TEGNA says cable fees generate more revenue than ads

(Logo: TEGNA/Handout; Graphic: The Desk)

Local television broadcaster TEGNA generated more revenue from cable and satellite carriage fees than from traditional and online commercial advertisements for the first time last year, the company affirmed this month.

That revelation was affirmed during a presentation given to investors and reviewed by The Desk ahead of the company’s acquisition by Standard General, which is expected to close later this year.

The presentation revealed traditional and political broadcast and digital advertisements accounted for more than half of TEGNA’s revenue in 2020, with the company’s broadcast stations bringing in a collective $1.773 billion. Of that mix, $446 million was attributed to political advertising, TEGNA said.

Cable and satellite fees in 2020 accounted for just $1.175 billion in revenue, the company said. That figure jumped to $1.428 billion in 2021, a year-over-year increase of 21 percent. Meanwhile, traditional and digital advertising generated $1.527 billion in 2021, a decrease of 13 percent, the figures reviewed by The Desk showed.

The data suggests TEGNA’s recent months-long dispute with broadcaster Dish Network and its shorter dispute with cable provider Mediacom ultimately resulted in the distributors paying higher carriage fees in order to once again provide TEGNA’s local television stations to its customers. It also shows TEGNA will continue to impose higher carriage fees on cable and satellite companies going forward.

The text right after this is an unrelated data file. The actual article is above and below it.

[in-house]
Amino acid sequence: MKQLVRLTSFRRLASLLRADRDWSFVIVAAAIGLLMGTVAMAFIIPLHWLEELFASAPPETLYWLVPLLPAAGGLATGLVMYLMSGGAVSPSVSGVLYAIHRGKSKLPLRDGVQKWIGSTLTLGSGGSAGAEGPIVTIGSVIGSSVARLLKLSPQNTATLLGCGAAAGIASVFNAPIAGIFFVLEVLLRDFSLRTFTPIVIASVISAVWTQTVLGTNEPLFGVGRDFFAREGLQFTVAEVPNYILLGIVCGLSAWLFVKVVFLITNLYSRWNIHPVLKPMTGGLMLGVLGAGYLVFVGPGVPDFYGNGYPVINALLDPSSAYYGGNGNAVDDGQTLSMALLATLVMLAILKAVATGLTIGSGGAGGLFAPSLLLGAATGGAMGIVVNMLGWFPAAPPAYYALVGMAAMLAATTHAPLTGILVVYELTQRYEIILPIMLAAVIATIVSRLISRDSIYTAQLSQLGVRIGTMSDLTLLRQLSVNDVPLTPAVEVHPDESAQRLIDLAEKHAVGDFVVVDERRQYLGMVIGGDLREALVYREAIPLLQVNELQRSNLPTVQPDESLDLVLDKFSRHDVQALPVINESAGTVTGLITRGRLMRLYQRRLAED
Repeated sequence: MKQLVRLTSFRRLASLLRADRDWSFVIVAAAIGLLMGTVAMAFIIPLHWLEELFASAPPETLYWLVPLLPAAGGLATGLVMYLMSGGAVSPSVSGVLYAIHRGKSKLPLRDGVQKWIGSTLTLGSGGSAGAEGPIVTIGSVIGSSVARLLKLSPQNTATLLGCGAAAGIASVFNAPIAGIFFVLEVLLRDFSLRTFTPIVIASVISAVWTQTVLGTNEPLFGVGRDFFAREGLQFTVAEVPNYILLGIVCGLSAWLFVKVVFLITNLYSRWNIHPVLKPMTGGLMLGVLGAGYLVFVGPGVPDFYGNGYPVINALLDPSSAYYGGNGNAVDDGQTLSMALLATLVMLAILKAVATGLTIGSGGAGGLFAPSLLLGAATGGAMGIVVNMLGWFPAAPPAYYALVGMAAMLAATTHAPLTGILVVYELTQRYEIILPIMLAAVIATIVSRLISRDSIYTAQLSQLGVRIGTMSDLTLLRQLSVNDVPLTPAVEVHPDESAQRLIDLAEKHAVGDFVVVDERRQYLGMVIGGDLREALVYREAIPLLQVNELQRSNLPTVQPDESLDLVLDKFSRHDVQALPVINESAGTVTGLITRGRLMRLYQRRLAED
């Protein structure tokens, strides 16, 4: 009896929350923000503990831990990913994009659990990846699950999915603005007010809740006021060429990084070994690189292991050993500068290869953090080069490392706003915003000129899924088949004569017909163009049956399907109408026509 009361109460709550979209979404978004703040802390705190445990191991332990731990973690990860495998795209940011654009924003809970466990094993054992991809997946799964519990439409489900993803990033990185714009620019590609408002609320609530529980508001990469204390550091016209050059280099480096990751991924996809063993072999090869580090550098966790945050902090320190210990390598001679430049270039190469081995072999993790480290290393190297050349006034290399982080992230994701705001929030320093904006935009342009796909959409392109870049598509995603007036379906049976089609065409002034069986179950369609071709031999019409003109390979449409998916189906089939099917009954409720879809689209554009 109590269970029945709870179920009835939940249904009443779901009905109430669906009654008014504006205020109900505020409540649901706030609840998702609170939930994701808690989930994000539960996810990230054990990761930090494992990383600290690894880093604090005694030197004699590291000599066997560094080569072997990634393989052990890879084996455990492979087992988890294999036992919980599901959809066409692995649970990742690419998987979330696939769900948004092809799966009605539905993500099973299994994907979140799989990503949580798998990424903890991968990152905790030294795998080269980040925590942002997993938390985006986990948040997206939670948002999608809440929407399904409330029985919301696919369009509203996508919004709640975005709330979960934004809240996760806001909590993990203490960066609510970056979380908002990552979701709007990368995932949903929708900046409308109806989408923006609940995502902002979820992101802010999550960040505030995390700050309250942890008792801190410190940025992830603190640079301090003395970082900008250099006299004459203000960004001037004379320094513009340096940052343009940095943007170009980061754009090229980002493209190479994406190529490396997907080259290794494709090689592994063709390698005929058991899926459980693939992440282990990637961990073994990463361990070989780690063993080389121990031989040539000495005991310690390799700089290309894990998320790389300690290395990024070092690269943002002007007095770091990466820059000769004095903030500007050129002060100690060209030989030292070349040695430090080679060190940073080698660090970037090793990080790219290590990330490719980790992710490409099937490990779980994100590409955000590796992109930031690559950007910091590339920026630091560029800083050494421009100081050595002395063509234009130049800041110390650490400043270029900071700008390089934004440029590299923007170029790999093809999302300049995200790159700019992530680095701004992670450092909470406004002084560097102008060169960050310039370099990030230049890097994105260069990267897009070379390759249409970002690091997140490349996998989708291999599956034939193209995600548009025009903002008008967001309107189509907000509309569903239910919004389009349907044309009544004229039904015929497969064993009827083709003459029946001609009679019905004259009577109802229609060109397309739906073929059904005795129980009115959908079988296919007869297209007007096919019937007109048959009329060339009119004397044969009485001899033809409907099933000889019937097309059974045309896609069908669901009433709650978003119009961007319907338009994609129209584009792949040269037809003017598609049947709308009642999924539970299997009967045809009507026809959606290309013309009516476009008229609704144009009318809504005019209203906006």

TEGNA says it is the largest independent owner of NBC affiliates in the country, with 42 percent of its local stations carrying NBC programs. Its NBC stations include KUSA-TV (Channel 9, Denver), WXIA (Channel 11, Atlanta) and KPNX (Channel 12, Phoenix). CBS affiliates make up 30 percent of its local broadcast portfolio, while Fox affiliates comprise 6 percent.

Its prominence with NBC, CBS and Fox affiliates may help TEGNA justify higher fees from cable and satellite companies: Along with local news and general interest programming, all three currently hold broadcast rights to Sunday afternoon and evening NFL games.

On Monday, TEGNA said its first quarter revenue for 2022 was $774 million, an increase of 6 percent compared to the previous year.

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